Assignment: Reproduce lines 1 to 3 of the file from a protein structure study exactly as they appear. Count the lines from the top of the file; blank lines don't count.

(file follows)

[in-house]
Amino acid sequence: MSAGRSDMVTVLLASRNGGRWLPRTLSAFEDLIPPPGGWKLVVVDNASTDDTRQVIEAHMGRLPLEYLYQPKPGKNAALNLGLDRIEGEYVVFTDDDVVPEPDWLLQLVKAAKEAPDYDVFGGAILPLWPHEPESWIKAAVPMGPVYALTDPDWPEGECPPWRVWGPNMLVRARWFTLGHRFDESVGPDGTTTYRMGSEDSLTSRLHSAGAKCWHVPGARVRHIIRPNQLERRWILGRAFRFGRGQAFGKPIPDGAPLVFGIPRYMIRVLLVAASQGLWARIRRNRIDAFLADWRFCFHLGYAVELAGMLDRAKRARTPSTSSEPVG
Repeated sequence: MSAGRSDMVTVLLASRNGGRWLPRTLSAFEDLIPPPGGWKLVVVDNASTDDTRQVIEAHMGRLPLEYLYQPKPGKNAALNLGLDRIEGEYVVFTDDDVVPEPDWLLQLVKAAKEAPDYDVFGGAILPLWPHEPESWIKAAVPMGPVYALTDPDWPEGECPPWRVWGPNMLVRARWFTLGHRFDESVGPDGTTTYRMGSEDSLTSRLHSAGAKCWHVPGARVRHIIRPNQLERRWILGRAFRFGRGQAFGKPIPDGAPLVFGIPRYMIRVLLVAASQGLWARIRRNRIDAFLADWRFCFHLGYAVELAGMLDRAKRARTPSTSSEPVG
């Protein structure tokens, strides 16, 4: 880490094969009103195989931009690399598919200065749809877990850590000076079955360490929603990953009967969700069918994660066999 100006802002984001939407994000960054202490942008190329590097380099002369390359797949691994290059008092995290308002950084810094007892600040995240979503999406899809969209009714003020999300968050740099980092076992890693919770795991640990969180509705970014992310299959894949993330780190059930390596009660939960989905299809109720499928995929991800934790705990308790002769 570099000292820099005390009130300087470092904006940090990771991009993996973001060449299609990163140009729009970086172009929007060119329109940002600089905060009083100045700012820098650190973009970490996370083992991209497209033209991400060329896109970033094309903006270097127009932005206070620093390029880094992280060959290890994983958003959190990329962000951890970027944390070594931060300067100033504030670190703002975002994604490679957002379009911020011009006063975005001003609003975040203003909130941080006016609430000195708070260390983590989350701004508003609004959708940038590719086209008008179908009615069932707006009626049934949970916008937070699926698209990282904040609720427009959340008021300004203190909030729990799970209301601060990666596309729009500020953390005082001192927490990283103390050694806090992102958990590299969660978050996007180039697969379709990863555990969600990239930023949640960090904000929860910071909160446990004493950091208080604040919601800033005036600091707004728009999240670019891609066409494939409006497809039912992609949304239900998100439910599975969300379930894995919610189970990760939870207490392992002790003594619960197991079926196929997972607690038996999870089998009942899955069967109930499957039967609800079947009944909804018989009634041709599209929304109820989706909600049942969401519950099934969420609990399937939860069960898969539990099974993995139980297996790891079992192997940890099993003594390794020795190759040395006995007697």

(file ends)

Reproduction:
[in-house]
Amino acid sequence: MSAGRSDMVTVLLASRNGGRWLPRTLSAFEDLIPPPGGWKLVVVDNASTDDTRQVIEAHMGRLPLEYLYQPKPGKNAALNLGLDRIEGEYVVFTDDDVVPEPDWLLQLVKAAKEAPDYDVFGGAILPLWPHEPESWIKAAVPMGPVYALTDPDWPEGECPPWRVWGPNMLVRARWFTLGHRFDESVGPDGTTTYRMGSEDSLTSRLHSAGAKCWHVPGARVRHIIRPNQLERRWILGRAFRFGRGQAFGKPIPDGAPLVFGIPRYMIRVLLVAASQGLWARIRRNRIDAFLADWRFCFHLGYAVELAGMLDRAKRARTPSTSSEPVG
Repeated sequence: MSAGRSDMVTVLLASRNGGRWLPRTLSAFEDLIPPPGGWKLVVVDNASTDDTRQVIEAHMGRLPLEYLYQPKPGKNAALNLGLDRIEGEYVVFTDDDVVPEPDWLLQLVKAAKEAPDYDVFGGAILPLWPHEPESWIKAAVPMGPVYALTDPDWPEGECPPWRVWGPNMLVRARWFTLGHRFDESVGPDGTTTYRMGSEDSLTSRLHSAGAKCWHVPGARVRHIIRPNQLERRWILGRAFRFGRGQAFGKPIPDGAPLVFGIPRYMIRVLLVAASQGLWARIRRNRIDAFLADWRFCFHLGYAVELAGMLDRAKRARTPSTSSEPVG